The FTSE Group is a world leader in the creation and management of equity, bond and hedge fund indices. Their indices are used for investment analysis, performance measurement and the creation of index-based funds.
The company is an independently run enterprise owned by the Financial Times and the London Stock Exchange. While FTSE may not have the same cachet as Dow Jones and Standard & Poor’s in the United States, it offers many compelling indices that a number of exchange-traded funds (ETFs) have been developed to track.
Research was recently pleased to have Jerry Moskowitz of FTSE Americas join us to discuss the company and its products.
Research: How many indices does FTSE Americas manage? Moskowitz: FTSE Group calculates over 100,000 indices covering more than 48 countries and all major asset classes. Our flagship index, the FTSE Global Equity Index Series (GEIS), covers 98 percent of the world’s total investable market capitalization and includes a broad range of traditional and alternative asset class indices such as multinationals, infrastructure, socially responsible investment, real estate and hedge funds.
What are some characteristics of a well-designed index?A well-designed index is transparent, rules-based and liquid to ensure investabilty. FTSE has a set of standards that all of our equity indices must meet. First of all, they must have clear rules that are publicly available. All stocks within the indices must be free-float-adjusted and meet our liquidity screens. Finally, any and all index changes are clearly communicated. The results of index reviews and resulting changes are available on our website and communicated to clients and the press.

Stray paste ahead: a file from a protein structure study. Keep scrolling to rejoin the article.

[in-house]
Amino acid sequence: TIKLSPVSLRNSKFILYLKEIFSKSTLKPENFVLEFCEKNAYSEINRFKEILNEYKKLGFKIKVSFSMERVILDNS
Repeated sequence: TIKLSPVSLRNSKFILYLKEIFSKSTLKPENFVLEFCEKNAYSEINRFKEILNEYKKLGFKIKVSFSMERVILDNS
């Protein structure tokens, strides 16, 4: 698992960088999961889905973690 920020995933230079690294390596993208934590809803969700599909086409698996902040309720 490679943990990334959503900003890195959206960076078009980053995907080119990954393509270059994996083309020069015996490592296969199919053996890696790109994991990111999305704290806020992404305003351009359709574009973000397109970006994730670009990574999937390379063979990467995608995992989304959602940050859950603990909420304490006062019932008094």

There’s been a proliferation of new stock indices and that has been followed by a lot of confusion. What’s the difference between a market index and an index designed to beat the market?An index, by definition, is designed to represent the market it follows. The FTSE 100, for example, covers the largest 100 UK companies as measured by their market capitalization (stock price times shares outstanding). When the market is up, so is the index — and when the market is down, the index is down as well.
When you refer to an index designed to “beat” the market, you are describing what we call “investment strategy” indices. These are alternatively weighted indices like the FTSE RAFI series, which weights company size by sales, cash flow, book value and dividends as opposed to market cap. In many instances, particularly during the collapse of market bubbles, these indices outperform traditional market-cap-weighted indices.
Another way that investors sometimes use indices to “beat” the market is to use “alternative investment” indices. These include indices that cover well-performing and/or rapidly growing markets or market segments, such as China A shares, real estate or infrastructure. There is no guarantee that any of these indices will outperform, however. They are calculated to follow a specific segment of the market, and as with any index, past performance does not guarantee future results.